Uneven auto insurance rate hikes in N.B. are shifting where the deals are


New Brunswick drivers looking for the best deal on car insurance this fall and winter may have to switch companies to get it, as major shifts in the province’s insurance markets alter where the lowest prices can be found.

“You always have to ask that question,” said Justin Thouin, chief executive officer of the auto insurance pricing website lowestrates.ca

“Everybody needs to compare to make sure that they’re paying the lowest price possible and they need to compare annually because the company that was best for you one year might not be the company that’s best for you the next year.”  

All auto insurance companies operating in New Brunswick have raised rates over the last three years, but some have raised them more rapidly than others. That is changing where consumers may be able to find the best prices. 

Justin Thouin is co-founder and CEO of lowestrates.ca, a website that lets consumers hunt for cheap car insurance. He says prices offered to consumers by insurers vary significantly. (Submitted/Justin Thouin)

Wawanesa Insurance, the largest. and for years cheapest, source of auto insurance in New Brunswick is poised to be replaced later this fall by two companies — Intact Insurance and Economical Insurance — for the lowest average premiums in the province.

Wawanesa’s average premium in New Brunswick will have jumped by $337, or 54 per cent, since 2017 after its latest 12 per cent increase takes effect Sept. 1. The new rates will apply to those buying or renewing policies after that date with the company. 

Wawanesa representatives told the New Brunswick Insurance Board at a hearing this spring that a series of recent rate hikes have not been enough for it to earn a reasonable profit in New Brunswick because of rising claims.

“Even after recent rate increases our indications still remain high, suggesting our rates are still quite inadequate,” Wawanesa told the board in justifying the hike, it’s fifth increase since May 2017.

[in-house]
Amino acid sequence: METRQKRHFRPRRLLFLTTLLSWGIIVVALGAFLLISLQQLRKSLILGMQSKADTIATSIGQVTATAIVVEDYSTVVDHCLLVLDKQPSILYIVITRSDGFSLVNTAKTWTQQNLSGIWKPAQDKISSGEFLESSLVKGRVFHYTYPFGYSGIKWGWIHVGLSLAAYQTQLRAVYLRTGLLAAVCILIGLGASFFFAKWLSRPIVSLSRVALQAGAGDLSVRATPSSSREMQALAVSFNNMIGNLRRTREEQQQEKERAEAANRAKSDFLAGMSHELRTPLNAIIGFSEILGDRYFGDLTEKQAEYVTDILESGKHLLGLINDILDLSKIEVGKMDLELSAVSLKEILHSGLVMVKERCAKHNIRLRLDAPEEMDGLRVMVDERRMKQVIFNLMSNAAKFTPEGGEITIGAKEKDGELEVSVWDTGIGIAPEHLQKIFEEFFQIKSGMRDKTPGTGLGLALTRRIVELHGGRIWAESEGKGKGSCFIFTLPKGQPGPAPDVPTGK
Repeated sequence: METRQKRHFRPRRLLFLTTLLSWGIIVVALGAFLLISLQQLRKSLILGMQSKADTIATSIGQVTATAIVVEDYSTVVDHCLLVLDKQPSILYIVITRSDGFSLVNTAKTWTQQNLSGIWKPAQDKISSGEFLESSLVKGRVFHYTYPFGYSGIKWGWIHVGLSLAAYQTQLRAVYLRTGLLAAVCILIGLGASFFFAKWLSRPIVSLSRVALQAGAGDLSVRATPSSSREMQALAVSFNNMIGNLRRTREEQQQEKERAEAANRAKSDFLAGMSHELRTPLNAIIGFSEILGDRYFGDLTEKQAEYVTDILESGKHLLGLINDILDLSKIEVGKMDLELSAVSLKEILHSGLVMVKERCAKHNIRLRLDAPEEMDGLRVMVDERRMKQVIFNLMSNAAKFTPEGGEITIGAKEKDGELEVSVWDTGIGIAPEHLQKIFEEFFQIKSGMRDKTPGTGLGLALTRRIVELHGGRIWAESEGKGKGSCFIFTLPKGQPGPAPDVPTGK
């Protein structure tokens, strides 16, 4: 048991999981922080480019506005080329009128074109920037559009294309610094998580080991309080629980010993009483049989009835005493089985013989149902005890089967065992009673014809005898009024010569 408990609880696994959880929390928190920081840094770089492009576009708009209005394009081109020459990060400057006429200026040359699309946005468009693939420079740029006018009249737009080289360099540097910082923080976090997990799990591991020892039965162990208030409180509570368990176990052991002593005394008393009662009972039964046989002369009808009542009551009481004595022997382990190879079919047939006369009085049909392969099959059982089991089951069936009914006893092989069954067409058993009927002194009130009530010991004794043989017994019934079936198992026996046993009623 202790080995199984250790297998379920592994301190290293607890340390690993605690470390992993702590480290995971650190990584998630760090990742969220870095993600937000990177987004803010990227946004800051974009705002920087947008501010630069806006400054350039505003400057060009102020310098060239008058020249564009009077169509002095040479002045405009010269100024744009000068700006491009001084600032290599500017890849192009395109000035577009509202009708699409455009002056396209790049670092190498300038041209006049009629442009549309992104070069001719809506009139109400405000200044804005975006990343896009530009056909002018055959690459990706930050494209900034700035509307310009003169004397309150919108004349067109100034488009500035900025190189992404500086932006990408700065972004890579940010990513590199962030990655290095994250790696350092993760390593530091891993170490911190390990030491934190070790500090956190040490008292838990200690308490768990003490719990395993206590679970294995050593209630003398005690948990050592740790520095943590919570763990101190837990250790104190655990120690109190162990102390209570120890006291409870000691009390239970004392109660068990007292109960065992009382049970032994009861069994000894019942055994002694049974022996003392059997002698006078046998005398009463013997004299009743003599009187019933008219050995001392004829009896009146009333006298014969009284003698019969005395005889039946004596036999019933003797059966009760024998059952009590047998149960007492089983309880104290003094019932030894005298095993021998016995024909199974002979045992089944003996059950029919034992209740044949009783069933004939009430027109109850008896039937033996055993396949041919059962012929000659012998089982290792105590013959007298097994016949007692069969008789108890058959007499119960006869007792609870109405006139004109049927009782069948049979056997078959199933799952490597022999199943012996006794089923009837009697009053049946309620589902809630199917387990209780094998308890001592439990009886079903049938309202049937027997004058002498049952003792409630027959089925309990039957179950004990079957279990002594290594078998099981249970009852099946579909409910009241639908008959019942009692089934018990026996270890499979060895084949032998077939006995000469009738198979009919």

But not every company insuring drivers in the province has chased increases as aggressively as Wawanesa.

New Brunswick’s third largest auto insurer, Toronto-based Intact, has raised the average price of its premiums in the province $168, or 19 per cent, since 2017. It is proposing no increase in September.

That will leave Intact with average annual premiums that are $77, or eight per cent, cheaper than Wawanesa by fall.

Intact declined a request to discuss its pricing in New Brunswick.

Wawanesa’s average premium in New Brunswick will have jumped by $337, or 54 per cent, since 2017 after its latest 12 per cent increase takes effect Sept. 1.

Having the lowest average premium does not mean a company will have the lowest rate for every consumer.

Some companies with higher than average premiums may offer loyalty or other discounts, or specialize in insuring certain vehicles or drivers able to produce a better price in specific circumstances.  

But Thouin said the significant and uneven range of rate hikes granted insurers in New Brunswick in recent years, and shifting risk profiles of cars and drivers, means the best prices for individual consumers move from company to company over time, and last year’s good deal can erode quickly.

Average auto premiums proposed or awarded for fall 2020 by NB’s big 10 insurers:

Intact $880
Economical $911
Wananesa $957
Certas $967
Cooperators $1,007
Unifund $1,038
Allstate $1,072
Royal & Sun $1,073
Aviva $1,108
Security National $1,154

Source: New Brunswick Insurance Board

Three years ago, New Brunswick’s eighth largest auto insurer, Certas Home and Auto, was charging higher than average premiums in the province. But it has raised its rates the least of any major company since 2017, just $52, or six per cent, and is now priced among the lowest. 

“In many cases it may make sense to stay with the same insurance company for 10 years because of their loyalty [discount]. But you always have to ask that question,” said Thouin.

New Brunswick has more than five dozen companies that offer auto insurance, but two-thirds of the policies sold to consumers come from 10 providers.

According to company filings and recent decisions of the New Brunswick Insurance Board, the average annual premiums proposed or approved to be charged this fall by those 10 range from $880 to $1,154.


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